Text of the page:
Bridging the family gap between South and North Korea
Kim Kyung-Jae has had success in reconnecting some of the tens of thousands of family members separated for decades by the world’s last Cold War frontier, the one between North and South Korea.
There are no civilian mail or phone connections across the closely guarded inter-Korean border, and many do not even know whether their loved ones are still alive. Sporadic reunions arranged by the two sides since 2000 have brought together only a fraction of those seeking news, and have been halted because of political tensions.
Kim Kyung-Jae and his colleagues in a nine-member foundation called the Separated Family Union try to bridge that gap, using the postal systems of third countries or brokers. Kim sends about 70 to 80 letters and packages every year to North Koreans at the request of families in the South. It takes roughly 30 days for letters to arrive and another 30 days for a reply to come back. In the case of letters, Kim mails them from Japan, where he is based. But Tokyo restricts the contents of packages to the North to comply with UN sanctions, so those are sent through China.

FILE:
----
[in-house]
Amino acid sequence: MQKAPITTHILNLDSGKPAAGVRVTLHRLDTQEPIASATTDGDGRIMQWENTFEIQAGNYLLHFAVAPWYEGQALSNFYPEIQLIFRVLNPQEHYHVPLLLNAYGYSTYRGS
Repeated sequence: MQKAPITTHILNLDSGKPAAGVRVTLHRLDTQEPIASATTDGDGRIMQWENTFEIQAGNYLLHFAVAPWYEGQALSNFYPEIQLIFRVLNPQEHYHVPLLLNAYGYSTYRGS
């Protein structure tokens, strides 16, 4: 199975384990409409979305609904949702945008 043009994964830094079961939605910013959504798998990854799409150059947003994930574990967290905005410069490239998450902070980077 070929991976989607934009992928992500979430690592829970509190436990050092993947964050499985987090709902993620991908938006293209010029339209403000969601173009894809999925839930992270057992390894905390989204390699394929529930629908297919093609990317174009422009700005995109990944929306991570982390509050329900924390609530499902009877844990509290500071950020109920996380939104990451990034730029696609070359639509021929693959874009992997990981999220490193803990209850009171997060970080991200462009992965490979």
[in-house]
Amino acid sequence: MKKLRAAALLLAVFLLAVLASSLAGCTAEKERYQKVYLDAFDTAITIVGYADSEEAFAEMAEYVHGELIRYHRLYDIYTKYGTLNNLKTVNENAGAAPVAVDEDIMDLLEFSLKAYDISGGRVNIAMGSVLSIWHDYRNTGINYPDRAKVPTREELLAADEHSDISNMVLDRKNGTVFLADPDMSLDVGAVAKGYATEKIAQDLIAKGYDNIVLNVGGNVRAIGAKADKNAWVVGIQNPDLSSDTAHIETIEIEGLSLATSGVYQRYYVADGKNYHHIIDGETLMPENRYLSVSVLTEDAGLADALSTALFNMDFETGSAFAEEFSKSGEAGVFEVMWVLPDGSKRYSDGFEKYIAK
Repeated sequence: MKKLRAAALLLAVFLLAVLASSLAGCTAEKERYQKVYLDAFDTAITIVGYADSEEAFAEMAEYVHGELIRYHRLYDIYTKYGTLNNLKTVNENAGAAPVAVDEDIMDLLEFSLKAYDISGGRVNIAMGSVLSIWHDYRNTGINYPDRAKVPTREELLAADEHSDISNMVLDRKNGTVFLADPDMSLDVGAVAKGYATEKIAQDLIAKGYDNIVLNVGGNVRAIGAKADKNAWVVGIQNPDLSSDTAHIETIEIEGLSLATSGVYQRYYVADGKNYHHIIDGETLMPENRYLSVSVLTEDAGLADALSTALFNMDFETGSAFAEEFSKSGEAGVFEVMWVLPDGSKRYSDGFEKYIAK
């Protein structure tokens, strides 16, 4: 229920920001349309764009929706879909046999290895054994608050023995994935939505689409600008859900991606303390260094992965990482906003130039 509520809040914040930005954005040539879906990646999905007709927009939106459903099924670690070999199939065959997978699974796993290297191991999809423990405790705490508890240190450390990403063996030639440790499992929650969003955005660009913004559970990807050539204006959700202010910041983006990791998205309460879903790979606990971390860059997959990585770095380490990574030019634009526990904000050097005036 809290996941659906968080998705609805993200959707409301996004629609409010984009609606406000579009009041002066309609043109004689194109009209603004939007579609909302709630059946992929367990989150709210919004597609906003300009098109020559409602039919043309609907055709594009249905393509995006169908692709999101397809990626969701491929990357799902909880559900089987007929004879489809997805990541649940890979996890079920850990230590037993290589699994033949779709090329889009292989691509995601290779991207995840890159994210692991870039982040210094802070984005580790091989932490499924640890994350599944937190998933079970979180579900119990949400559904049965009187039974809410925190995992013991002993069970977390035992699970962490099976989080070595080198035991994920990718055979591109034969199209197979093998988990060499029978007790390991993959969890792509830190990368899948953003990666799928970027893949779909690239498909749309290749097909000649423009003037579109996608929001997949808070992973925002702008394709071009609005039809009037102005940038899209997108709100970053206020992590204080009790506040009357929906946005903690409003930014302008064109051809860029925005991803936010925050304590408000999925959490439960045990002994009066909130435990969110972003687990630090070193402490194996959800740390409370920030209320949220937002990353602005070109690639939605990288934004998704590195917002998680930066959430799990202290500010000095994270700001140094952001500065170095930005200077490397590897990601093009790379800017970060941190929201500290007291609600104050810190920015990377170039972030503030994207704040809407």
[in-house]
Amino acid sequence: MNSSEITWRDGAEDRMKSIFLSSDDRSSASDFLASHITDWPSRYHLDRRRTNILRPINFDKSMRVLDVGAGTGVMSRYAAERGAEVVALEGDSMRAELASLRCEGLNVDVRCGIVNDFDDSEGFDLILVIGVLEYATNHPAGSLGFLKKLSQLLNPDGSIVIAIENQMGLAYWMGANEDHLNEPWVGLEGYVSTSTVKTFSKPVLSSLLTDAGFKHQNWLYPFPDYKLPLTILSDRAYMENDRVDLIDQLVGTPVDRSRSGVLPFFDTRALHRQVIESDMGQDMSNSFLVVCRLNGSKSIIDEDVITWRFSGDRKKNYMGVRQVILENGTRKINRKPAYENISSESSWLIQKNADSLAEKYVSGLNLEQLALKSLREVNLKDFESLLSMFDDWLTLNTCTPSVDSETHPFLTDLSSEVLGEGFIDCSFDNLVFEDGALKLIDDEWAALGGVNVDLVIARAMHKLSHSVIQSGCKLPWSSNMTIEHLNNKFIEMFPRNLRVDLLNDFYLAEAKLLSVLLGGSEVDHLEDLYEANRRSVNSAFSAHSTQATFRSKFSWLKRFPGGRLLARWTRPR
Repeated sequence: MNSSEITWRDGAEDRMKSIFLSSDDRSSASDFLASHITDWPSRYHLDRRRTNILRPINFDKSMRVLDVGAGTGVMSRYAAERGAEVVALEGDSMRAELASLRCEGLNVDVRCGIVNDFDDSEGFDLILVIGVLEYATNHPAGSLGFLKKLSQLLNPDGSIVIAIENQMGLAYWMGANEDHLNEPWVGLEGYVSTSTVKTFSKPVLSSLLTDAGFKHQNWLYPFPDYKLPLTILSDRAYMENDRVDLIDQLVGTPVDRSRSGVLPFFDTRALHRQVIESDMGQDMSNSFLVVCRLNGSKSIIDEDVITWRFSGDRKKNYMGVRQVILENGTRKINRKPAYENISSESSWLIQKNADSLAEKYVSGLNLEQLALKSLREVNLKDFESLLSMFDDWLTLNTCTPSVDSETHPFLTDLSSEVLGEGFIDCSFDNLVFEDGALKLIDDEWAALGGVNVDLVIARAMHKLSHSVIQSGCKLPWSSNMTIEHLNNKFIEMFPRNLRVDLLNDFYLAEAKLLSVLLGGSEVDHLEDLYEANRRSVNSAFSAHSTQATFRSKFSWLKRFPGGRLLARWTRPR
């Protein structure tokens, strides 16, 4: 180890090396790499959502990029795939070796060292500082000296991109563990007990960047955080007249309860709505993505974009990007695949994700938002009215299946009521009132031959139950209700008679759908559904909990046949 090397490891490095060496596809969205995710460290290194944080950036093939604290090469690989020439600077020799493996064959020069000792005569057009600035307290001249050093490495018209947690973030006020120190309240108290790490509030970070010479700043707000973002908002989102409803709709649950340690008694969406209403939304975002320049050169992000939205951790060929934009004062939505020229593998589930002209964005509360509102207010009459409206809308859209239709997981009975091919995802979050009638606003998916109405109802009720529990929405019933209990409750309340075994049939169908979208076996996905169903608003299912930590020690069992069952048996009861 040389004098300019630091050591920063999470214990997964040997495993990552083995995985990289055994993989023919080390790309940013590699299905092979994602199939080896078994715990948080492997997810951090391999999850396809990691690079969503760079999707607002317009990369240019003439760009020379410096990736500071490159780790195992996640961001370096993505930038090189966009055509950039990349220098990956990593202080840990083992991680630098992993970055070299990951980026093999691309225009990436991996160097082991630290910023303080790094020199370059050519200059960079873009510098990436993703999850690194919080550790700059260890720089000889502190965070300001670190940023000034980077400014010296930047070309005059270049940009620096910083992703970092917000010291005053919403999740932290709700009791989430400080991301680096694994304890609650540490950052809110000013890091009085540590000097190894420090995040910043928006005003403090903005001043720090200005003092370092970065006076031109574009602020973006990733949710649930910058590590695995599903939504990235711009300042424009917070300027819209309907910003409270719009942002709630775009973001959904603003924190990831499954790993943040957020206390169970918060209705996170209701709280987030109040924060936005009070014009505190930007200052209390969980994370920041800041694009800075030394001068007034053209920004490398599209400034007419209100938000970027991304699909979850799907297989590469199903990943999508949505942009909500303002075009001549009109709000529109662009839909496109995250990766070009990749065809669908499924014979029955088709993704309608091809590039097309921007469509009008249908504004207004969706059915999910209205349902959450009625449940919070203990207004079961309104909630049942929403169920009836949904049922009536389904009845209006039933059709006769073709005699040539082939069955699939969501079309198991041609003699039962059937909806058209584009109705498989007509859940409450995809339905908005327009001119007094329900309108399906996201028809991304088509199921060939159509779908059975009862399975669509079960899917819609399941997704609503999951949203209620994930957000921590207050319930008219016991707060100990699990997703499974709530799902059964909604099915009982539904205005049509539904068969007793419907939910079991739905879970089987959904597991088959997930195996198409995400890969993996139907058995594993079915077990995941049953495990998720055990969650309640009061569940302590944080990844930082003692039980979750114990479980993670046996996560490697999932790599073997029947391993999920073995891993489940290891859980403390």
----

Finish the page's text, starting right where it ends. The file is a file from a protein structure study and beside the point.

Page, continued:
Brokers handle their passage through the Chinese postal system and are also used to track down long-lost family members. For the professional intermediaries who cross the border between China and North Korea, a home town is all that is necessary to discover whether relatives are still alive, and if so, their address.
Sometimes even letters cannot be sent by a public route, in which case Shim Goo-Seob, co-founder of the foundation, takes over and arranges for a broker to make a more unorthodox delivery. The document could be tied to a rock and thrown over a narrow section of the Yalu river border with China, or sneaked through in a container truck. Until a few years ago all postal traffic was one-way, with South Koreans looking for relatives in the North. But now many North Koreans are seeking family members across the border through the brokers, Kim said.